Back in the '80s, there was an operating system called MS-DOS. This ancient OS, some readers might not even remember it today, had a very simple security model: every application had access to all the user files and other applications.
Today, over two decades later, overwhelming majority of people still use the very same security model... Why? Because on any modern, mainstream OS, be that Linux, Mac, or Windows, all the user applications still have full access to all the user's files, and can manipulate all the other user's applications.
Does it mean we haven't progressed anywhere from the MS-DOS age? Not quite. Modern OSes do have various anti-exploitation mechanisms, such as ASLR, NX, guard pages (well, Linux has it since last week at least), and even some more.
But in my opinion there has been too much focus on anti-exploitation, and on bug finding, (and on patching, of course), while almost nothing has been done on the OS architecture level.
Does anybody know why Linux Desktops offer ability to create different user accounts? What a stupid question, I hear you saying - different accounts allow to run some applications isolated from user's other applications! Really? No! The X server, by design, allows any GUI application to mess with all the other GUI applications being displayed by the same X server (on the same desktop). So, what good it is to have a "random_web_browsing" user, if the Firefox run under this user account would still be able to sniff or inject keystrokes to all my other GUI applications, take screenshots of them, etc...?
[Yes, I know, the user accounts allows also to theoretically share a single desktop computer among more than one physical users (also known as: people), but, come on, these days it's that a single person has many computers, and not the other way around.]
One might argue that the progress in the anti-exploitation, and also safe languages, would make it nearly impossible to e.g. exploit a Web browser in the next few years, so there would be no need to have a "random_web_browsing" user in the first place. But, we need isolation not only to protect ourselves when somebody exploits one of our application (e.g. a Web Browser, or a PDF viewer), but also, and perhaps most importantly, to protect from maliciously written applications.
Take summer holiday example: imagine you're a scuba diver - now, being also a decently geeky person, no doubt you will want to have some dive log manager application to store the history of your dives on a computer. There are a dozen of such applications on the web, so all you need to do is to pick one (you know, the one with the nicest screenshots), and... well you need to install it on your laptop now. But, hey, why this little, made by nobody-knows-who, dive application should be given unlimited access to all your personal files, work email, bank account, and god-know-what-else-you-keep-on-your-laptop? Anti-exploitation technology would do exactly nothing to prevent your files in this case.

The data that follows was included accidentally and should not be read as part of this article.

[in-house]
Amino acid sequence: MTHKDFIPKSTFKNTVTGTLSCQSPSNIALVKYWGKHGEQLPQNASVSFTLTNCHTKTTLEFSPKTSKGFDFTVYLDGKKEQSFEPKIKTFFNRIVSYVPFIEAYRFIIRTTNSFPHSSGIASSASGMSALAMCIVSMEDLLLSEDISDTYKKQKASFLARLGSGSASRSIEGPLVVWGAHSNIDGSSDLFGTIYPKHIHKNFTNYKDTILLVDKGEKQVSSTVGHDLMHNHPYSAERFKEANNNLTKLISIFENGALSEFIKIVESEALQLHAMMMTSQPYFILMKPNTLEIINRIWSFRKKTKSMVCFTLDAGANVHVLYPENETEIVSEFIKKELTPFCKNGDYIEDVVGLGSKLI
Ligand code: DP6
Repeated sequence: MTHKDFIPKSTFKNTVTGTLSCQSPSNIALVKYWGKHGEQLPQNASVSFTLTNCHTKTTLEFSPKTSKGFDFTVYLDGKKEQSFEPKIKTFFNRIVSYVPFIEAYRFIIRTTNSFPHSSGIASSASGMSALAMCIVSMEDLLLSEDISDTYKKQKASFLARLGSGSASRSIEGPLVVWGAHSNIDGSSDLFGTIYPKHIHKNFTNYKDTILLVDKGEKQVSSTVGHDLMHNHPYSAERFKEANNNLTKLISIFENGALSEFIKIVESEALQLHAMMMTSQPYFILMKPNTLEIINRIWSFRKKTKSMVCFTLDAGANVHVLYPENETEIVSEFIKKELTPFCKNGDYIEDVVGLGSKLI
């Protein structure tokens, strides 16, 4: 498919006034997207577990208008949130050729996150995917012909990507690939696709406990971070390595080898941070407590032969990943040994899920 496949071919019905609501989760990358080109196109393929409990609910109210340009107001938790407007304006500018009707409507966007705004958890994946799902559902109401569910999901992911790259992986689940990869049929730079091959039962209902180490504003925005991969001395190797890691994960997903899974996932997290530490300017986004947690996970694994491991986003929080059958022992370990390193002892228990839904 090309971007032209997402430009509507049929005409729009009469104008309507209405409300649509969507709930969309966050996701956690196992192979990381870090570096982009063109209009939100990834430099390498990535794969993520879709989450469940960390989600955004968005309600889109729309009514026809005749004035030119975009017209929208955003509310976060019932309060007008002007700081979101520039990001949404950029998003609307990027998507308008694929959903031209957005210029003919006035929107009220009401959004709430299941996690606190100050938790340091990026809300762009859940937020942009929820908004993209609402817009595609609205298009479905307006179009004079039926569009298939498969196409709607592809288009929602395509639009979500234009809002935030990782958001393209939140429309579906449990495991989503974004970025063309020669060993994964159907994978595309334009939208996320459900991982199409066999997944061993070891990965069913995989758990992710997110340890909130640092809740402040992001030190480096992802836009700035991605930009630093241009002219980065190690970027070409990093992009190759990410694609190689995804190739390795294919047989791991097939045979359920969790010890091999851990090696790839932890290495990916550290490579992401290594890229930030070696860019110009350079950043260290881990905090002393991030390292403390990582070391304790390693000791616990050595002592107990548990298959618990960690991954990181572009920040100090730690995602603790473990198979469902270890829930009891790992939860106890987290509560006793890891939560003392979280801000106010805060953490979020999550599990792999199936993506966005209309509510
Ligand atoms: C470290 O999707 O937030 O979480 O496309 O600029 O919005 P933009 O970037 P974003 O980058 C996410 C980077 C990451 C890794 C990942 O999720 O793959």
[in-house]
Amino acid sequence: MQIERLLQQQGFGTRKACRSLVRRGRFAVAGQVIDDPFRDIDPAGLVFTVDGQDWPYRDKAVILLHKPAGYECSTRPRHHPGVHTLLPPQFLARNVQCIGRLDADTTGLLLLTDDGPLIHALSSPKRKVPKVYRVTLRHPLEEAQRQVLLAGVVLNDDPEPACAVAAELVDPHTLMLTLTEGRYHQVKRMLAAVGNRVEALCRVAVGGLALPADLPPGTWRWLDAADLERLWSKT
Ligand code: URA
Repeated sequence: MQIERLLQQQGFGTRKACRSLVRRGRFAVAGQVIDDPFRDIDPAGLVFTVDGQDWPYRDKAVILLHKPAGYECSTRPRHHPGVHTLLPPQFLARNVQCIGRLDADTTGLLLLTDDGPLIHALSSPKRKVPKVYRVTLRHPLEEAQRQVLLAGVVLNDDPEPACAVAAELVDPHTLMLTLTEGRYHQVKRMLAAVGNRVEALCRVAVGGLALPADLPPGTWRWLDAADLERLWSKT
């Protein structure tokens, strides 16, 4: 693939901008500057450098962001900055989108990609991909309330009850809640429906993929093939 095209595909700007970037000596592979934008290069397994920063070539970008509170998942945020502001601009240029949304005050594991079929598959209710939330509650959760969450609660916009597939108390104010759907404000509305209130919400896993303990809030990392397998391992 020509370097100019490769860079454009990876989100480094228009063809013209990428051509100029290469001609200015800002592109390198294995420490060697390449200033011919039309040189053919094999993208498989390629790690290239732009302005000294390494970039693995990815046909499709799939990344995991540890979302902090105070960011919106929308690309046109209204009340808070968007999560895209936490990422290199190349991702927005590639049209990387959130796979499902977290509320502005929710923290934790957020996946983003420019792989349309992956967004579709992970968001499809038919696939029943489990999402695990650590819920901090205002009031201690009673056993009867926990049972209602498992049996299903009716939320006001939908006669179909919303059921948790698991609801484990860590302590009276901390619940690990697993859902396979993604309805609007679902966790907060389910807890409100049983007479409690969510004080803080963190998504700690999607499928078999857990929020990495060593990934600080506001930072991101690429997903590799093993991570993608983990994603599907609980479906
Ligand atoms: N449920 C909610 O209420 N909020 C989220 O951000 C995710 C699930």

Aha, it would be so nice if we could just create a user "diving", and run the app under this account. In the future, you could throw in some advanced deco planning application into the same account, still separated from all the other applications.
But, sorry, that would not work, because the X server doesn't provide isolation on the GUI-level. So, again, why should anybody bother creating any additional user accounts on a Linux Desktop?
Windows Vista made a little step forward in this area by introducing integrity levels, that, at least theoretically, were supposed to prevent GUI applications from messing with each other. But they didn't scale well (IIRC there were just 3 or 4 integrity levels available), and it still isn't really clear if Microsoft treats them seriously.
So, why do we have user accounts on Linux Desktops and Macs is beyond me (I guess Mac's X server doesn't implement any GUI-level isolation either - if I'm wrong, please point me out to the appropriate reference)?
And we haven't even touched the problems that might arise from the attacker exploiting a bug in the (over-complex) GUI server/API, or in the (big fat) kernel (with hundreds of drivers). In order for those attacks to become really interesting (like the Rafal's attack we presented yesterday), the user would have to already be using e.g. different X servers (and switch between them using Ctrl-Shift-Fn), or some sandboxing mechanisms, such as SELinux sandbox, or, in case of Vista, a scheme similar to this one.